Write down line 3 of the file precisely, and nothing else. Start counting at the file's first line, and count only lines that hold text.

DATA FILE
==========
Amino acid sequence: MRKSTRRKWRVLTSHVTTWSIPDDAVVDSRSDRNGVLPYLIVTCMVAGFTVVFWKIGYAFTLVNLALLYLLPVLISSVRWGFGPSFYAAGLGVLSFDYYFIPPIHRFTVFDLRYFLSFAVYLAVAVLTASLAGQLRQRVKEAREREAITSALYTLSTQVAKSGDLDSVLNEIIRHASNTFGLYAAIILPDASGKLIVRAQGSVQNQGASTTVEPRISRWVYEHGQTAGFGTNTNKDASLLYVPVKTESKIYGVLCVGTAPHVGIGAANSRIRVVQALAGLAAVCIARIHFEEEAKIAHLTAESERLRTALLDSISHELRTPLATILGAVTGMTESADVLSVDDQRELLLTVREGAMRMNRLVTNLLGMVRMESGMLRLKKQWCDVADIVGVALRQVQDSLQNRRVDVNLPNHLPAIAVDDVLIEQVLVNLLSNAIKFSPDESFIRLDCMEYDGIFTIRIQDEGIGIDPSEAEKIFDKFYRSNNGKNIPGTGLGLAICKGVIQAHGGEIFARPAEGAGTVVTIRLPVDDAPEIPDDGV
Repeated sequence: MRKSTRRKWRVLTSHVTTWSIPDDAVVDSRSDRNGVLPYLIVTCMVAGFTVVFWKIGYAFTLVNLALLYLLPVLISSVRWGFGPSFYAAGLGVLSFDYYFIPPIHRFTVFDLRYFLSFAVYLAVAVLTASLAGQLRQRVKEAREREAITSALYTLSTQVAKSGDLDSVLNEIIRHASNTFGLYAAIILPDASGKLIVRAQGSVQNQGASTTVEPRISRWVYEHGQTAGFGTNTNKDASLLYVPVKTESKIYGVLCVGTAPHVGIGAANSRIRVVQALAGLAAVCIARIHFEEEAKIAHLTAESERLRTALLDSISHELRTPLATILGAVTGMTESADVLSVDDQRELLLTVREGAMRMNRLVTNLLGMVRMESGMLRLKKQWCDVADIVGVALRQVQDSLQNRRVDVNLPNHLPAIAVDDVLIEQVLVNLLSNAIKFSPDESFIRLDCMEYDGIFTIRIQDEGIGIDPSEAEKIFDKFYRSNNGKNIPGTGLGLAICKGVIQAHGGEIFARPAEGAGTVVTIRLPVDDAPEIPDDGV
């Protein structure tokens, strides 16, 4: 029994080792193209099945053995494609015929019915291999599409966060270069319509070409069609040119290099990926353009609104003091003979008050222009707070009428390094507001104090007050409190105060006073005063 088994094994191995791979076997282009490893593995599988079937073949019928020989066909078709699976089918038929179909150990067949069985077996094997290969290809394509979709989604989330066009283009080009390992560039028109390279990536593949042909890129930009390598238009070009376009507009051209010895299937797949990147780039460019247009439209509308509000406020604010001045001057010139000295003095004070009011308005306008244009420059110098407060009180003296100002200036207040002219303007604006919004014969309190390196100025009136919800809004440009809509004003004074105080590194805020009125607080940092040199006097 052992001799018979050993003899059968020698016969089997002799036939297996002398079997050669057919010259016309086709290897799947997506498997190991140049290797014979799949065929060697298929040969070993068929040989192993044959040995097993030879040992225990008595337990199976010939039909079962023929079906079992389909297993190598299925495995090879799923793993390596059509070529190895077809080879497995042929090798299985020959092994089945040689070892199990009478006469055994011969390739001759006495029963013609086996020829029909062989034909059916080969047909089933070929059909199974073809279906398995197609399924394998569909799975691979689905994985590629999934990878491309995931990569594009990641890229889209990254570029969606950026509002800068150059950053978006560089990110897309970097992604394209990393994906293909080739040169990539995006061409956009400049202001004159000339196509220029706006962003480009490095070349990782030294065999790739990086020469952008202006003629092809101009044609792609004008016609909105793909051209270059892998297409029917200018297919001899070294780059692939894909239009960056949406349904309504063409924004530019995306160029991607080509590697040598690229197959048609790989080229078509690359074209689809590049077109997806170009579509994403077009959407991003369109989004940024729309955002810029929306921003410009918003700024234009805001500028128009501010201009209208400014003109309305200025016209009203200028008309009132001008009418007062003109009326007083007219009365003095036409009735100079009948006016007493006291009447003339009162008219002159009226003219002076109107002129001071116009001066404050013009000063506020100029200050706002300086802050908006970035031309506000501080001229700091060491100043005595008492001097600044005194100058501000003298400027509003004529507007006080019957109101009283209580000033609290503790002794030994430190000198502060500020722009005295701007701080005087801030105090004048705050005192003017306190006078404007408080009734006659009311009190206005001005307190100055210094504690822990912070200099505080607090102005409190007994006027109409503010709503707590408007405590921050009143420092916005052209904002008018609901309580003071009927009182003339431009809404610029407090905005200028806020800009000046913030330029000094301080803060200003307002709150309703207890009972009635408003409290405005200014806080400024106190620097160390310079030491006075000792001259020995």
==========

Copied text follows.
């Protein structure tokens, strides 16, 4: 029994080792193209099945053995494609015929019915291999599409966060270069319509070409069609040119290099990926353009609104003091003979008050222009707070009428390094507001104090007050409190105060006073005063 088994094994191995791979076997282009490893593995599988079937073949019928020989066909078709699976089918038929179909150990067949069985077996094997290969290809394509979709989604989330066009283009080009390992560039028109390279990536593949042909890129930009390598238009070009376009507009051209010895299937797949990147780039460019247009439209509308509000406020604010001045001057010139000295003095004070009011308005306008244009420059110098407060009180003296100002200036207040002219303007604006919004014969309190390196100025009136919800809004440009809509004003004074105080590194805020009125607080940092040199006097 052992001799018979050993003899059968020698016969089997002799036939297996002398079997050669057919010259016309086709290897799947997506498997190991140049290797014979799949065929060697298929040969070993068929040989192993044959040995097993030879040992225990008595337990199976010939039909079962023929079906079992389909297993190598299925495995090879799923793993390596059509070529190895077809080879497995042929090798299985020959092994089945040689070892199990009478006469055994011969390739001759006495029963013609086996020829029909062989034909059916080969047909089933070929059909199974073809279906398995197609399924394998569909799975691979689905994985590629999934990878491309995931990569594009990641890229889209990254570029969606950026509002800068150059950053978006560089990110897309970097992604394209990393994906293909080739040169990539995006061409956009400049202001004159000339196509220029706006962003480009490095070349990782030294065999790739990086020469952008202006003629092809101009044609792609004008016609909105793909051209270059892998297409029917200018297919001899070294780059692939894909239009960056949406349904309504063409924004530019995306160029991607080509590697040598690229197959048609790989080229078509690359074209689809590049077109997806170009579509994403077009959407991003369109989004940024729309955002810029929306921003410009918003700024234009805001500028128009501010201009209208400014003109309305200025016209009203200028008309009132001008009418007062003109009326007083007219009365003095036409009735100079009948006016007493006291009447003339009162008219002159009226003219002076109107002129001071116009001066404050013009000063506020100029200050706002300086802050908006970035031309506000501080001229700091060491100043005595008492001097600044005194100058501000003298400027509003004529507007006080019957109101009283209580000033609290503790002794030994430190000198502060500020722009005295701007701080005087801030105090004048705050005192003017306190006078404007408080009734006659009311009190206005001005307190100055210094504690822990912070200099505080607090102005409190007994006027109409503010709503707590408007405590921050009143420092916005052209904002008018609901309580003071009927009182003339431009809404610029407090905005200028806020800009000046913030330029000094301080803060200003307002709150309703207890009972009635408003409290405005200014806080400024106190620097160390310079030491006075000792001259020995």